News

Thinking About Water

By Rodger Hunter, Cowichan Watershed Board, December 19, 2010

With the rainy season squarely upon us maybe it an appropriate time to review some facts the essence of life.

Let’s start with the big picture and move from global to local.

So how much water is there on the planet?

Earth isn’t called the Blue planet for nothing. The United Nations Environment Program reports the there are 1.4 billion cubic kilometres of water on Earth.

Is the amount of water increasing or decreasing?

Cobs, Pens, Cygnets and Celebration

Rodger Hunter, Cowichan Watershed Board, October 20, 2010

Sounds like corn, ballpoints and rings but they are the names for male, female and young trumpeter swans. The celebration is for the return of these majestic, graceful waterbirds to their Cowichan wintering grounds.

Trumpeter Swans are all about family and tradition. Adults normally mate for life and family units generally remain intact for the first year. The cygnets learn traditions associated with nesting, migration routes, wintering places, and food resources from their parents.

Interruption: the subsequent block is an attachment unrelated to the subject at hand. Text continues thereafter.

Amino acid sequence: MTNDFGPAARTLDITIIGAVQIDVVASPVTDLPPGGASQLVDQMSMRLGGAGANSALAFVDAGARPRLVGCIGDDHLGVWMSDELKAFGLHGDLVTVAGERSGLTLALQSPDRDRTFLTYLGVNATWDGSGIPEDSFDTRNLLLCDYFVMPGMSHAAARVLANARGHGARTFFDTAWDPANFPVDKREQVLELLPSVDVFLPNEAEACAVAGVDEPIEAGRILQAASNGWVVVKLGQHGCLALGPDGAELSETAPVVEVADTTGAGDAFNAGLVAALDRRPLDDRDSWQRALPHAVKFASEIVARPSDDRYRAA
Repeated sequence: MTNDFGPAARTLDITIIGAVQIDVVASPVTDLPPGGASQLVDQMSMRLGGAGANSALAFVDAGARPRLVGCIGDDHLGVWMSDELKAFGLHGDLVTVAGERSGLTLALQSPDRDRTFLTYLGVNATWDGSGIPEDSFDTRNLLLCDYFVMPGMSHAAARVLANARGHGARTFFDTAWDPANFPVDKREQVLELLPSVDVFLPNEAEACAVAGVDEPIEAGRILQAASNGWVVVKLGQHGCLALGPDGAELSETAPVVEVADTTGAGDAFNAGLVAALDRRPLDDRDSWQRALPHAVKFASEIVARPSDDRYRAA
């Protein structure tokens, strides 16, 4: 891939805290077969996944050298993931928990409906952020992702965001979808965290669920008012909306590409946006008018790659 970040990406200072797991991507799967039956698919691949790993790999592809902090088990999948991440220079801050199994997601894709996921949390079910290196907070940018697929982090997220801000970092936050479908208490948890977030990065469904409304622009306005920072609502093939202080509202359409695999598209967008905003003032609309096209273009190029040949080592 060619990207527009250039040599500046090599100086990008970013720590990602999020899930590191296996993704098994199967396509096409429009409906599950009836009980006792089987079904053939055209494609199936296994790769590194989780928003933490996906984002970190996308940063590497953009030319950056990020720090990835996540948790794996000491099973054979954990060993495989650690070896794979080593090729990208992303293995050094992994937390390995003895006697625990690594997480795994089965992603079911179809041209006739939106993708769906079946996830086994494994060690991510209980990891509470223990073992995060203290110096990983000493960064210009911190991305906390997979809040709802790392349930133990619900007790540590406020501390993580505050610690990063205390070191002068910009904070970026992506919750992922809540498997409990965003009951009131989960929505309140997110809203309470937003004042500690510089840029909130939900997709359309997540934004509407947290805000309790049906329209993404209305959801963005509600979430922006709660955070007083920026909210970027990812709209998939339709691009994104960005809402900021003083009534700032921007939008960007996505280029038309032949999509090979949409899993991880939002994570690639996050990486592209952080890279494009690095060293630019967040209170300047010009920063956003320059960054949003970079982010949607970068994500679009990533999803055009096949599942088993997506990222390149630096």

Swan around the local marsh with Festival

Sarah Simpson, The Citizen, October 20, 2010

The 2010 edition of the Return of the Swans Festival begins at 7:30 p.m. on Oct. 23 with the masquerade fundraising dance at the Quw'utsun Cultural Centre.

"It is such an important fundraiser," the Somenos Marsh Society's President Paul Fletcher said last week. "There's room for 200 people, it's a silent auction, and there's live music and food."

Counting Fish with a Fence

By Rodger Hunter, Co-ordinator, Cowichan Watershed Board, October 19, 2010

The weather has turned in the watershed. On Thanksgiving weekend there is some serious rain. Things got very busy at the Department of Fisheries and Ocean’s counting fence that spans the Cowichan River below Allenby Road and above the Island Corridor railway bridge.

More water heading down river

Cowichan Valley Citizen, October 15, 2010

Beginning on Oct. 15, water flows were again increased in the Cowichan River to help manage current high lake levels.

A joint agreement to increase water flows was reached by the Department of Fisheries and Oceans, Ministry of Environment Water Stewardship Division, Cowichan Tribes, Cowichan River Hatchery and Catalyst Paper Crofton Division. Water storage levels in Lake Cowichan are above target with associated concern for even higher lake levels later this fall.

Pages

Subscribe to RSS - News